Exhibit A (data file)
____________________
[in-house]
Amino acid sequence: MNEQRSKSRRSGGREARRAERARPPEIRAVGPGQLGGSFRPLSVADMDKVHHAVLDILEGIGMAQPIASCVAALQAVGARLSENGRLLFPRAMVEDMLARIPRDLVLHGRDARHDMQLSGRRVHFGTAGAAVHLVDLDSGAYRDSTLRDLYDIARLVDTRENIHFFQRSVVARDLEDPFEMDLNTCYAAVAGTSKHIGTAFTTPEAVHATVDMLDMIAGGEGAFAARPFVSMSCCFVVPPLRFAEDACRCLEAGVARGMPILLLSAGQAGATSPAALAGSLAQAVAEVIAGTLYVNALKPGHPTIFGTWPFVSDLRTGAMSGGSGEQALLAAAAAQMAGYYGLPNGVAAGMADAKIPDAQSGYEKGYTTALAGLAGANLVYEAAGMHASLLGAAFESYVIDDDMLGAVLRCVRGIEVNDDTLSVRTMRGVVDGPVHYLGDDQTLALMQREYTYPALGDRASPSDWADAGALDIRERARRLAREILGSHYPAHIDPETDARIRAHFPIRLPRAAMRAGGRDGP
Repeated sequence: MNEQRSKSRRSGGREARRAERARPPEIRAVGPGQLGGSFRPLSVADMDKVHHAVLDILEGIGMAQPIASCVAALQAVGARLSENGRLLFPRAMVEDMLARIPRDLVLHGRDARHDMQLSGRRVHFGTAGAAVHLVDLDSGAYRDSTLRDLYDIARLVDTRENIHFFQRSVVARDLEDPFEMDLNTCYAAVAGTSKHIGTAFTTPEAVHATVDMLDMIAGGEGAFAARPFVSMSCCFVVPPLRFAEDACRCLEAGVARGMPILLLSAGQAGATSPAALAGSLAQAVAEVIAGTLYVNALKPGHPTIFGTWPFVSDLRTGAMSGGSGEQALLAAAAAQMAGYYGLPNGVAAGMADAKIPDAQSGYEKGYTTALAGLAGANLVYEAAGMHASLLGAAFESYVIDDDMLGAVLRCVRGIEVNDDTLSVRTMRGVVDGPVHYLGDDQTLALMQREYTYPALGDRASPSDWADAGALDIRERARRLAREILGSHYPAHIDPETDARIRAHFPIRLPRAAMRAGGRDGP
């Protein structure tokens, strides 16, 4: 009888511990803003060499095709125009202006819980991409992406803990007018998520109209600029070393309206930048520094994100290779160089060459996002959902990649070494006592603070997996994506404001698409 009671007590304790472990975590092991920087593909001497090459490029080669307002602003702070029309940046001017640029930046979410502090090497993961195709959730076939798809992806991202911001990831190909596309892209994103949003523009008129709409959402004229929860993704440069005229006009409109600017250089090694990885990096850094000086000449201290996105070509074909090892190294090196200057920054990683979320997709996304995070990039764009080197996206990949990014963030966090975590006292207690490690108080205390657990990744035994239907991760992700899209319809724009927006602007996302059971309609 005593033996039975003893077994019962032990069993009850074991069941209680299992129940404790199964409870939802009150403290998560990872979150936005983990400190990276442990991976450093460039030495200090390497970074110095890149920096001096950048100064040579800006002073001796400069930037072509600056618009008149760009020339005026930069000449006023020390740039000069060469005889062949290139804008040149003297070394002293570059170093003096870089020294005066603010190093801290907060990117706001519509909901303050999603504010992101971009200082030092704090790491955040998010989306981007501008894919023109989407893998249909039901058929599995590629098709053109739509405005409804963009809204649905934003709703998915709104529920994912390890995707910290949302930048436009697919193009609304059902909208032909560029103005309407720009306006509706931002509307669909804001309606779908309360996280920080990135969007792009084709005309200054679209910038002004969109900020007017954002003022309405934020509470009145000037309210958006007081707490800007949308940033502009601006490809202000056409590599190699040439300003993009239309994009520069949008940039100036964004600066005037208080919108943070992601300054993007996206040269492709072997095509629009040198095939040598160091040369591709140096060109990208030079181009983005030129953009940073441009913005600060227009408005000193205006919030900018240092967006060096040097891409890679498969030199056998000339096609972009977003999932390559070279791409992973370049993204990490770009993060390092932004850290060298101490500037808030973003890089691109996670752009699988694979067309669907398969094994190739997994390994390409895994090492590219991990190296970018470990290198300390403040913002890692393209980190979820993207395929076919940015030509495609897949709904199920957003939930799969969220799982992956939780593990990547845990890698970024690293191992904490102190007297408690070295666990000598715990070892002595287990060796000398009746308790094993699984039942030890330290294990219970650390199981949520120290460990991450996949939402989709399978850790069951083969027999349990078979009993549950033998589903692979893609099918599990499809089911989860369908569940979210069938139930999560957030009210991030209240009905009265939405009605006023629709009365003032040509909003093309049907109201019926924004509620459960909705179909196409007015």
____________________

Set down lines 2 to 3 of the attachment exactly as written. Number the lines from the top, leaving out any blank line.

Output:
Amino acid sequence: MNEQRSKSRRSGGREARRAERARPPEIRAVGPGQLGGSFRPLSVADMDKVHHAVLDILEGIGMAQPIASCVAALQAVGARLSENGRLLFPRAMVEDMLARIPRDLVLHGRDARHDMQLSGRRVHFGTAGAAVHLVDLDSGAYRDSTLRDLYDIARLVDTRENIHFFQRSVVARDLEDPFEMDLNTCYAAVAGTSKHIGTAFTTPEAVHATVDMLDMIAGGEGAFAARPFVSMSCCFVVPPLRFAEDACRCLEAGVARGMPILLLSAGQAGATSPAALAGSLAQAVAEVIAGTLYVNALKPGHPTIFGTWPFVSDLRTGAMSGGSGEQALLAAAAAQMAGYYGLPNGVAAGMADAKIPDAQSGYEKGYTTALAGLAGANLVYEAAGMHASLLGAAFESYVIDDDMLGAVLRCVRGIEVNDDTLSVRTMRGVVDGPVHYLGDDQTLALMQREYTYPALGDRASPSDWADAGALDIRERARRLAREILGSHYPAHIDPETDARIRAHFPIRLPRAAMRAGGRDGP
Repeated sequence: MNEQRSKSRRSGGREARRAERARPPEIRAVGPGQLGGSFRPLSVADMDKVHHAVLDILEGIGMAQPIASCVAALQAVGARLSENGRLLFPRAMVEDMLARIPRDLVLHGRDARHDMQLSGRRVHFGTAGAAVHLVDLDSGAYRDSTLRDLYDIARLVDTRENIHFFQRSVVARDLEDPFEMDLNTCYAAVAGTSKHIGTAFTTPEAVHATVDMLDMIAGGEGAFAARPFVSMSCCFVVPPLRFAEDACRCLEAGVARGMPILLLSAGQAGATSPAALAGSLAQAVAEVIAGTLYVNALKPGHPTIFGTWPFVSDLRTGAMSGGSGEQALLAAAAAQMAGYYGLPNGVAAGMADAKIPDAQSGYEKGYTTALAGLAGANLVYEAAGMHASLLGAAFESYVIDDDMLGAVLRCVRGIEVNDDTLSVRTMRGVVDGPVHYLGDDQTLALMQREYTYPALGDRASPSDWADAGALDIRERARRLAREILGSHYPAHIDPETDARIRAHFPIRLPRAAMRAGGRDGP